OK, so you're a critical thinker who understands that any assertion of knowledge requires evidence. But what constitutes good evidence? Nearly everyone says they have evidence.

See also the Baloney Detection Kit

Evidence by Strength

There's a huge difference in the quality of evidence so we benefit from ranking it.

1. The strongest evidence, by far, is something that can be documented and measured. Like DNA tests which can completely exonerate someone from a crime. Working with DNA testing, like all evidence, requires expertise. It establishes probabilities in a way that can say a particular blood sample is definitely *NOT* from a particular person but can only give probability that it DOES.

2. Repeatability. Strong evidence will be clear to anyone with the expertise to process it. A blood lab in China will get the same results as a blood lab in Miami, for example. When an knowledge assertion employs evidence that is testable by a broad swath of experts, from different cultures and ideologies, it becomes far, far stronger.

3. Eyewitness accounts are the least reliable. They're useful, of course, but with some significant caveats. Courts increasingly realize that such accounts as not enough to convict.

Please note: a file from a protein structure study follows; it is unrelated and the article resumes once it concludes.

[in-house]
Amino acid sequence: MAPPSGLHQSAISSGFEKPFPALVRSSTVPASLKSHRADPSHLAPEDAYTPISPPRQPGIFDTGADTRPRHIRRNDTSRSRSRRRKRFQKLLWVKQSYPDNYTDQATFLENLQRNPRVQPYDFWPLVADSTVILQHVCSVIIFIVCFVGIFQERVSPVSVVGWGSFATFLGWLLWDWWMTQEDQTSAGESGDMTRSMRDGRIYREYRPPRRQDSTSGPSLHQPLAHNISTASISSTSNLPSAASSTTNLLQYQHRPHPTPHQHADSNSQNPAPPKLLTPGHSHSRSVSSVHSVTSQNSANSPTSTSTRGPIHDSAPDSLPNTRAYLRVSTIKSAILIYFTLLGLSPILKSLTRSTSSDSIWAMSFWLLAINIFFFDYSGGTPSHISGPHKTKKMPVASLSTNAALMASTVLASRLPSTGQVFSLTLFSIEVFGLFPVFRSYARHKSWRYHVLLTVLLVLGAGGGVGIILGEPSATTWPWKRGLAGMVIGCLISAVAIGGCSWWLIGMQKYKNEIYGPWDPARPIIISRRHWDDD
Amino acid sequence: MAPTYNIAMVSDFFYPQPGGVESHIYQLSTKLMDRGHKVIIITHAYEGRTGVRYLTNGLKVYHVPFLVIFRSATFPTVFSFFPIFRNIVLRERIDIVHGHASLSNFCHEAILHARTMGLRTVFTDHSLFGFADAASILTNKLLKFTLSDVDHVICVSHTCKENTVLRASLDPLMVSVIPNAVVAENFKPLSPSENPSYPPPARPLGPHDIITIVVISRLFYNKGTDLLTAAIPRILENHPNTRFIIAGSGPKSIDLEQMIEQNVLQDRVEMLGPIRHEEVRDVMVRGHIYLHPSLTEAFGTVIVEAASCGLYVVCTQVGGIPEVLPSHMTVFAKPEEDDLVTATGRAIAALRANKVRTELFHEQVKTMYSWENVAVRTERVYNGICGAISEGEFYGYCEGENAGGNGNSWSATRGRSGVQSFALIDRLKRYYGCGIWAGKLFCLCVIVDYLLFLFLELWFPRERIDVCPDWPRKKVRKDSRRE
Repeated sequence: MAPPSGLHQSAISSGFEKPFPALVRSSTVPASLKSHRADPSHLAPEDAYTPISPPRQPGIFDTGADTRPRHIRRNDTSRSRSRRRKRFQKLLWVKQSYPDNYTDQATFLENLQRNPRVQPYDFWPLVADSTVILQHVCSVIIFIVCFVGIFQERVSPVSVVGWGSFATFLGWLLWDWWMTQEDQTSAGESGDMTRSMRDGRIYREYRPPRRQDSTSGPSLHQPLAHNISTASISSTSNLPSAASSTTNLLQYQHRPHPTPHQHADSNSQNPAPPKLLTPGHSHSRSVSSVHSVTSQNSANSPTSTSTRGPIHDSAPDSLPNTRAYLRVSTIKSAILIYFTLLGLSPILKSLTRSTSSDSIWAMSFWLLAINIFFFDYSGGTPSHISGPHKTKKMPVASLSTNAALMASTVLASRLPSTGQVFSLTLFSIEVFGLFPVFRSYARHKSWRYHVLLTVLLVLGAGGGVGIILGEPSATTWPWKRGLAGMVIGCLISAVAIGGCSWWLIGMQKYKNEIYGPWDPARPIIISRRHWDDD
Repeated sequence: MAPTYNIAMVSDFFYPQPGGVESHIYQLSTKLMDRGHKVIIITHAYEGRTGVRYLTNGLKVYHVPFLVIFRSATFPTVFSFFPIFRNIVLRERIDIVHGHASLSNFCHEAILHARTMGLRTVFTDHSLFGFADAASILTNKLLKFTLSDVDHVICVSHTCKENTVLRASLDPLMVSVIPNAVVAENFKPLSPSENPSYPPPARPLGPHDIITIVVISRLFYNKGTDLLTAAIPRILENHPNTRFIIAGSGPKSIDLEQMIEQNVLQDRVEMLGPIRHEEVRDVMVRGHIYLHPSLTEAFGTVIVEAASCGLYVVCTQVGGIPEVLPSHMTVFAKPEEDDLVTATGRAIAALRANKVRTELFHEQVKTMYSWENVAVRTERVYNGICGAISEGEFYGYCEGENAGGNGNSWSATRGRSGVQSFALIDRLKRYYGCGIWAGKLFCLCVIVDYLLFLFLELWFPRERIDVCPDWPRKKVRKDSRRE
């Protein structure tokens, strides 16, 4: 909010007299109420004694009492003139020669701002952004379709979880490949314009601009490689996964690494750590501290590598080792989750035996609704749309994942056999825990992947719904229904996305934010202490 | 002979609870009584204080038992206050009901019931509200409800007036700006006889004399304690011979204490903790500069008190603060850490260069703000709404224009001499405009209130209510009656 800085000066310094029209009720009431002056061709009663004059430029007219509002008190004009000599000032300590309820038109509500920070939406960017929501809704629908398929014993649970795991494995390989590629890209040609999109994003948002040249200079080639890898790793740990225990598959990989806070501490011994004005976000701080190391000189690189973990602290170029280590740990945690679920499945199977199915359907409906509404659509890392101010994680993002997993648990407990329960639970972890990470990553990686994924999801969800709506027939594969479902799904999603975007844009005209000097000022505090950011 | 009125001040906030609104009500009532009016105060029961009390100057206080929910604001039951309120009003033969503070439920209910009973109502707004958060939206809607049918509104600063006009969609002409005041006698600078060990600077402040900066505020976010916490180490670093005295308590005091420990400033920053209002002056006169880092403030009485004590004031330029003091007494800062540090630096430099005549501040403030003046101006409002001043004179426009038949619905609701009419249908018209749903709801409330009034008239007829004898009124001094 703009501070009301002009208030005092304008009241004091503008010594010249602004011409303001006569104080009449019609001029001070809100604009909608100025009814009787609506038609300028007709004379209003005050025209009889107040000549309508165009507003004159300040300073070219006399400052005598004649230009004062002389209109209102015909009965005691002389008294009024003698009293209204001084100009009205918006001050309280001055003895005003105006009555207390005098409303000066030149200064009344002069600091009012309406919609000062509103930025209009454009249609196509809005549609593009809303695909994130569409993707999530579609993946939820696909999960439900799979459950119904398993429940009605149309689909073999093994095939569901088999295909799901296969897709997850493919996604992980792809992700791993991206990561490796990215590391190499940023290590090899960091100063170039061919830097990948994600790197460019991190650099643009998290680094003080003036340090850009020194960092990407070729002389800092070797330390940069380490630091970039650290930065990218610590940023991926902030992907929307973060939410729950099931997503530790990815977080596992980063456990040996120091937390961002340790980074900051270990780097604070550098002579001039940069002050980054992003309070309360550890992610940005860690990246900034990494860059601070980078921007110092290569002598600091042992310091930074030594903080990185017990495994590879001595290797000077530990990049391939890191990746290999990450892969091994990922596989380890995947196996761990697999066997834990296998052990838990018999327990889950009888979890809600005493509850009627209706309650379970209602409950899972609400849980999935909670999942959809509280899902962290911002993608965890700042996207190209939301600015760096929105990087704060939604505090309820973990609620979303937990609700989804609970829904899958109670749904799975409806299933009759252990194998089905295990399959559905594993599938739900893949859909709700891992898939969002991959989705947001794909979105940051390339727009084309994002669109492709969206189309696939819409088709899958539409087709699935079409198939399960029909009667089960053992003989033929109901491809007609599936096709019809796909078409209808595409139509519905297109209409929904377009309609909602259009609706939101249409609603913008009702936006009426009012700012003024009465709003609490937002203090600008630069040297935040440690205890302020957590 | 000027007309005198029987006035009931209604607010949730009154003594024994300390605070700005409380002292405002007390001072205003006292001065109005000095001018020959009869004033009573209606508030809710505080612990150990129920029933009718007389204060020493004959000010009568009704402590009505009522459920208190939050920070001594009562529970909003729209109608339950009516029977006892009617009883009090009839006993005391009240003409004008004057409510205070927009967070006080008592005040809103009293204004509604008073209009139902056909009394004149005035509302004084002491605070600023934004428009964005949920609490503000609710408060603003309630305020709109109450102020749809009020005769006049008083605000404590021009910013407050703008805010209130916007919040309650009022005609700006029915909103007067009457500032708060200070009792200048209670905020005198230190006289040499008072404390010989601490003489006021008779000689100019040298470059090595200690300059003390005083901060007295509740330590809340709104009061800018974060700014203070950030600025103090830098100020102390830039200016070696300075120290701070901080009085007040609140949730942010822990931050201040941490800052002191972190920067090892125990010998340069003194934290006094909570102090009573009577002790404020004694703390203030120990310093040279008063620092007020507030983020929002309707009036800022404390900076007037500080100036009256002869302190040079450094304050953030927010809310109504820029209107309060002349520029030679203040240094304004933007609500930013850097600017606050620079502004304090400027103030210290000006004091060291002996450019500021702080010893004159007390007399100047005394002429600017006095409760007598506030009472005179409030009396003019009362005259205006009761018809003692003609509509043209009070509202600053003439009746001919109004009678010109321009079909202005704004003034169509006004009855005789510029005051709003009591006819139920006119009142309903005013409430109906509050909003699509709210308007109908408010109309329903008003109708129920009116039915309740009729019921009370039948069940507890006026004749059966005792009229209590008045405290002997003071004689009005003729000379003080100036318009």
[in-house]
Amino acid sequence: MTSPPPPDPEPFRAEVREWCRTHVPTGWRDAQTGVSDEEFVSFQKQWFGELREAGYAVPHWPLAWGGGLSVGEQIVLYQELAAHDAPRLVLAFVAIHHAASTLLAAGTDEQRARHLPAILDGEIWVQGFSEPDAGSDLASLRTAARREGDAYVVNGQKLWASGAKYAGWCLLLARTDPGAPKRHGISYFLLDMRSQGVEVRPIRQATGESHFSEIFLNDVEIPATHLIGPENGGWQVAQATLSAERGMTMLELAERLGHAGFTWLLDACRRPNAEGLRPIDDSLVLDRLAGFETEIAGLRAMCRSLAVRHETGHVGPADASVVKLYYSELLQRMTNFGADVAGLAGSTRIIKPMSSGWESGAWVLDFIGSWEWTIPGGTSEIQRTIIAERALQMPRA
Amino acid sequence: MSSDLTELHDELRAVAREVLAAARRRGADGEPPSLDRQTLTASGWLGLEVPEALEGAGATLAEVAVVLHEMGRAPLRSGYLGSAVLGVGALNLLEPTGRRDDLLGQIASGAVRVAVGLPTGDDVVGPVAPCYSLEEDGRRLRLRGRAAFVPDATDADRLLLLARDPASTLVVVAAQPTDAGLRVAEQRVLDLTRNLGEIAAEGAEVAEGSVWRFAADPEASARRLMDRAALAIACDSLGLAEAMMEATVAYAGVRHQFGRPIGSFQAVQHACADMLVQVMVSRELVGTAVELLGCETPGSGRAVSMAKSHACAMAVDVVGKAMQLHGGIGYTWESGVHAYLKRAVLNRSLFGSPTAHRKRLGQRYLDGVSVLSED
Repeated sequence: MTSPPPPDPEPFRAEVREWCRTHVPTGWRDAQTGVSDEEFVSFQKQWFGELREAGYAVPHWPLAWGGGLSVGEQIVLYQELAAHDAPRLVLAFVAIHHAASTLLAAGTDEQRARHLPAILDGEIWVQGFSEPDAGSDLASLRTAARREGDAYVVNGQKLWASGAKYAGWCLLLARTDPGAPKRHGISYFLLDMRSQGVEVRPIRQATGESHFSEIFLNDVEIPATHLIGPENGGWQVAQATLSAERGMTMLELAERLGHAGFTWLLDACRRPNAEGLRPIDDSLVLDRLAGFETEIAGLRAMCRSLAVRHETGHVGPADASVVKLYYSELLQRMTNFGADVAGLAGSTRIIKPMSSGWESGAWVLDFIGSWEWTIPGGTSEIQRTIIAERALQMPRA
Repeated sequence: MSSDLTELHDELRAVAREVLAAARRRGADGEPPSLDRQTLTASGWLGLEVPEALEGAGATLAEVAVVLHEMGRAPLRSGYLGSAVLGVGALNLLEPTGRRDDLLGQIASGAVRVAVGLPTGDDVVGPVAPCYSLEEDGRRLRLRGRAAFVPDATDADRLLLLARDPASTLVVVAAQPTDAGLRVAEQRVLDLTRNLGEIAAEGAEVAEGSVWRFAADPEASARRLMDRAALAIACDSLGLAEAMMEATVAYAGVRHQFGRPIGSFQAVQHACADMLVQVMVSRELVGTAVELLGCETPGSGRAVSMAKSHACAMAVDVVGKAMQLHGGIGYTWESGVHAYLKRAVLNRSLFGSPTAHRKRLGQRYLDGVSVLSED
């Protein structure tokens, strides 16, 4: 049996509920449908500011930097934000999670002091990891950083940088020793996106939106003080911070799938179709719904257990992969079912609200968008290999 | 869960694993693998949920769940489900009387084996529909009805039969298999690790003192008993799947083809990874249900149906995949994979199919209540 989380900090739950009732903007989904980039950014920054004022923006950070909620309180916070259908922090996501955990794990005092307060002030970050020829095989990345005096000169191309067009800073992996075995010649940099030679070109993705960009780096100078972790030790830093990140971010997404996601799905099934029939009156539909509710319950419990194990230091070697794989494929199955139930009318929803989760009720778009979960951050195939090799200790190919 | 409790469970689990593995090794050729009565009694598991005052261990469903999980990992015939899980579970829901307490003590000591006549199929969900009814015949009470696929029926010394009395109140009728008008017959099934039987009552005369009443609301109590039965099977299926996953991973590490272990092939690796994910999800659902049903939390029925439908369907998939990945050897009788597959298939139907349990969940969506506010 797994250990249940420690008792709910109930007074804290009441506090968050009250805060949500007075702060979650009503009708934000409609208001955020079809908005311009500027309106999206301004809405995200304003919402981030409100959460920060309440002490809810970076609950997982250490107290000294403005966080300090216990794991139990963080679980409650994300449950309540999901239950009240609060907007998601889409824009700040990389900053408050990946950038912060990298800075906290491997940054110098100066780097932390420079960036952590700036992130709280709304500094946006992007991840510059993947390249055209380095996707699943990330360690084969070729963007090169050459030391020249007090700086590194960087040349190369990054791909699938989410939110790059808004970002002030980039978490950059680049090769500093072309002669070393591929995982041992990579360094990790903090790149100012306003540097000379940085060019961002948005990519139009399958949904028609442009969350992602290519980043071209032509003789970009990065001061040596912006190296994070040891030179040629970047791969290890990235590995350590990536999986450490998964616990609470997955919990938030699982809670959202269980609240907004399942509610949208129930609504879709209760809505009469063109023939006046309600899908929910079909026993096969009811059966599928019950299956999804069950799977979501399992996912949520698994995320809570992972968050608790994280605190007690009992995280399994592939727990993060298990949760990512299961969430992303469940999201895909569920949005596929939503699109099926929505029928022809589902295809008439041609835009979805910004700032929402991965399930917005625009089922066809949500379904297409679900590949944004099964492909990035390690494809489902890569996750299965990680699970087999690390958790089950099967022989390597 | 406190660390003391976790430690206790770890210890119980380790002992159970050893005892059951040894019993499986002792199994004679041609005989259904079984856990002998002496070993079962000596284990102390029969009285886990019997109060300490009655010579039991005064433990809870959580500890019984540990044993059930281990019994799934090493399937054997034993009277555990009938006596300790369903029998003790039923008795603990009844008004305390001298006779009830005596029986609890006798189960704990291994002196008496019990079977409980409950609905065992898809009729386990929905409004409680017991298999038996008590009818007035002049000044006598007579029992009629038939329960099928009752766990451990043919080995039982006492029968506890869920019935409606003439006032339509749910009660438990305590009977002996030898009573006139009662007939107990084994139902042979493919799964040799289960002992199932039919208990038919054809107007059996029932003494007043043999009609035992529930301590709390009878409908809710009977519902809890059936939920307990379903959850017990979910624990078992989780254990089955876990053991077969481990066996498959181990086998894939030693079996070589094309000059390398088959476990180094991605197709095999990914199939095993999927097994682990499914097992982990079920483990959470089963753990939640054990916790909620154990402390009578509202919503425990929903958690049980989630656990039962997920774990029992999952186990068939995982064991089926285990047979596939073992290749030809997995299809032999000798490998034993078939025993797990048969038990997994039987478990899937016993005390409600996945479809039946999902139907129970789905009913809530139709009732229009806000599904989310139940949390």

A. Our memories are imperfect. We construct stories that fill in the blanks in a way that renders false memories as strong as the real ones.https://en.wikipedia.org/wiki/Memory_implantation

B. The context of our beliefs affects how we perceive. If you're a Hindu who believes in Divas, you may see something unusal in the sky as one of these beings. A Hindu prayer meeting who sees the apparition will describe it in those terms. That's why *JUST* having a lot of people see something may not be at all reliable.

Weak Evidence

Just because evidence is poor doesn't mean its useless. But until sound evidence is uncovered, the assertion being studied must be considered suspect at best. It won't be the type of knowledge on which to base policy. If someone says there's a meteor headed for earth it must be validated before we expend resources trying to act.